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I had almost this exact same issue and two engine failures, one with a glide to land, the other on the ground ( I would not fly it agian until I figured out the problem) I went through seemingly everything, had the engine totally apart and back together again. Went through all the electrical. Carbs apart and back together. But I did NOT remove all the jets yet, just looked to see the sizes. I was in the process of checking the float bowls and levels again, ( they were fine) and I was installing them when I noticed brass thing on the ground. Astonishingly it was my pilot jet, which had fallen out when I dumped the fuel out. Apparently the jet was barely screwed in, and when running would suck up into the threads and run until the throttle was reduced. Then it would slip down and the flood of fuel would cause the engine to run super rough and then quit. No amount of cranking would make it "run" except very roughly and then die. This is exactly what happened on approach to landing on the engine out. This engine was new to me and I was told that it ran inconsistantly, but I never expected this as the answer. Luckily caution prevailed and with the jet properly tightened it ran perfectly and has continued to do so. So I thought I'd pass on my experience. It is very easy to overlook a loose pilot jet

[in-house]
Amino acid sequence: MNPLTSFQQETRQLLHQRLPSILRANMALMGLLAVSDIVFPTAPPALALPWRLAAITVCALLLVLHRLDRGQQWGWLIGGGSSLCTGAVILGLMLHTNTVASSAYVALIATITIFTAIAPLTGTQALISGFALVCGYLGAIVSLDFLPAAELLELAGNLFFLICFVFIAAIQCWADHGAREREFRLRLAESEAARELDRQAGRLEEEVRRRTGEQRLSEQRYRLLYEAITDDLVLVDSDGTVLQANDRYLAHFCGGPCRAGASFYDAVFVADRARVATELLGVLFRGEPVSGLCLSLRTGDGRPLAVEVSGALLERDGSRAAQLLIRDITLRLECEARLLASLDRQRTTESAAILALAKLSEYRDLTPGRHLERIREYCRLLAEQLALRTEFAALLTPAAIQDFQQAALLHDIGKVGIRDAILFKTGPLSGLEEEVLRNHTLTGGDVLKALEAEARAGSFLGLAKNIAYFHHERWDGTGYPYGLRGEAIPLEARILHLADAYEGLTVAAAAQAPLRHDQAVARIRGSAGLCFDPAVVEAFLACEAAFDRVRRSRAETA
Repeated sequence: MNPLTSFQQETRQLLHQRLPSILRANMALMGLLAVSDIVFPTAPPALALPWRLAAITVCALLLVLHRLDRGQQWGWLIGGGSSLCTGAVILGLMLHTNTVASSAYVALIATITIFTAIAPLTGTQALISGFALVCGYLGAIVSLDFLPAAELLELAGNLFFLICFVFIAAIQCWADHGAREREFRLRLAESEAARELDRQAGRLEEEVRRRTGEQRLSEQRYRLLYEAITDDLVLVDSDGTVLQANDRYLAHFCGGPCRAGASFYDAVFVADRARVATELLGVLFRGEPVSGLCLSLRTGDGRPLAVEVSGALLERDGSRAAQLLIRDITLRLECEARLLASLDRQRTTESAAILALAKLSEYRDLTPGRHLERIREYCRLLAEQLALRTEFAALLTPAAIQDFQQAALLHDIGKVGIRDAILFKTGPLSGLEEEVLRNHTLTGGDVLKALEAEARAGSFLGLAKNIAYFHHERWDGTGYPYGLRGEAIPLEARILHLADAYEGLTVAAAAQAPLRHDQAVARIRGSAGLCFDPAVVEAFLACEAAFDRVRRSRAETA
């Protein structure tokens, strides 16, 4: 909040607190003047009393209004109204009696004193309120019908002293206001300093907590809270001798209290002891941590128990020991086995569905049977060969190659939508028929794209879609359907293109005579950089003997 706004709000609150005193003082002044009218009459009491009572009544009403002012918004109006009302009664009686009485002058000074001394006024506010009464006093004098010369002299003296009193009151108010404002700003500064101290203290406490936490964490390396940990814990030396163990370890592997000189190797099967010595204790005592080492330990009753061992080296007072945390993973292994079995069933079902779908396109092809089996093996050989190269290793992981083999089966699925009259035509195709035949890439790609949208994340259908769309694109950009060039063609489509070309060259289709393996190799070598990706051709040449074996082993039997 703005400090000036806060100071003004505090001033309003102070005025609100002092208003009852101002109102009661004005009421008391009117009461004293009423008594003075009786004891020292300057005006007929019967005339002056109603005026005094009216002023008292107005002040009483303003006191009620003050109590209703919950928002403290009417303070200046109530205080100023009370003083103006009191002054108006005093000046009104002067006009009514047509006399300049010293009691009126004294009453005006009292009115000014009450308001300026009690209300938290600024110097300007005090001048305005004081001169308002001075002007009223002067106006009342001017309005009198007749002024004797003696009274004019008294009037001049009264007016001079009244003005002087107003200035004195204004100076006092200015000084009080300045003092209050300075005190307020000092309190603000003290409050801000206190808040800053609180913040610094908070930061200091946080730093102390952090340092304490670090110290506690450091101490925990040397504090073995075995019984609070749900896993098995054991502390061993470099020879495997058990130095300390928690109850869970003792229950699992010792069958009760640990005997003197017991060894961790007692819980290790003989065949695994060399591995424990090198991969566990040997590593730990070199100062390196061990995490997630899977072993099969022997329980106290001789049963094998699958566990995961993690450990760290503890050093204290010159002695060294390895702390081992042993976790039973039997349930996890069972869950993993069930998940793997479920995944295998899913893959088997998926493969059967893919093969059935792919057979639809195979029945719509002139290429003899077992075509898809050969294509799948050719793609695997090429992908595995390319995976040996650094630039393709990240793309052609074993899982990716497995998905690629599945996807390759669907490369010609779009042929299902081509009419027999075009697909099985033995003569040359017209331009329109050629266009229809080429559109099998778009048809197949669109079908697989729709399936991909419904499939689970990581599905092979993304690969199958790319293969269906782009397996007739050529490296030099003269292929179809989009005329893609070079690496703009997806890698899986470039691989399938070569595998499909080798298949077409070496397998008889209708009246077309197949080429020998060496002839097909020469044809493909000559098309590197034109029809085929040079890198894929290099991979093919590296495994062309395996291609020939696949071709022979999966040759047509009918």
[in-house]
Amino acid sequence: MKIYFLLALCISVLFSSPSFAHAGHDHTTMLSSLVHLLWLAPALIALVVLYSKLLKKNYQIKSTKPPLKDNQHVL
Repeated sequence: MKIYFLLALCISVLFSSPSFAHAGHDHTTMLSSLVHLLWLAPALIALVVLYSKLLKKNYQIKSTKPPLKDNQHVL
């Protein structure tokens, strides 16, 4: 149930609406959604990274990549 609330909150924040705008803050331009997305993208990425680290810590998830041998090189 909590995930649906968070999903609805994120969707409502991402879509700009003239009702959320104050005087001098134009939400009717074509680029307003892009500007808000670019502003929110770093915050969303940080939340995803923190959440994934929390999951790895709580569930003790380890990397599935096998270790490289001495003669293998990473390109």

Rattler1 1

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You've got a tuff one here. It does sound like its electrical but check your fuel tank vent. A plugged vent could somewhat act this way. The hard part here is there are two separate ignition systems that don't have a common part unless you only have one kill switch. You also have two separate fuel systems after the fuel pump. So I'm trying to think of a part that would affect both cylinders. The carbs are really simple. If one has a problem the other still works. If one coil has a problem the other still works. If it was mine, I would gravity feed the carbs from a separate tank to eliminate the whole fuel system before the pump. Pull the plugs to make sure there is not metal in them. (scored pistons) Compression check. Unplug the wire harness to eliminate the kill switch system. If all else fails, I would pull off the flywheel and check the stater. Keep us updated on what you find.
Thanks.
 

Ken Powell

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Dec 8, 2020
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You've got a tuff one here. It does sound like its electrical but check your fuel tank vent. A plugged vent could somewhat act this way. The hard part here is there are two separate ignition systems that don't have a common part unless you only have one kill switch. You also have two separate fuel systems after the fuel pump. So I'm trying to think of a part that would affect both cylinders. The carbs are really simple. If one has a problem the other still works. If one coil has a problem the other still works. If it was mine, I would gravity feed the carbs from a separate tank to eliminate the whole fuel system before the pump. Pull the plugs to make sure there is not metal in them. (scored pistons) Compression check. Unplug the wire harness to eliminate the kill switch system. If all else fails, I would pull off the flywheel and check the stater. Keep us updated on what you find.
Thanks.
Tank venting is another common problem we see in the dirt bike world. That both cylinders are quitting should make diagnosis easier but there is nothing easy about this thread.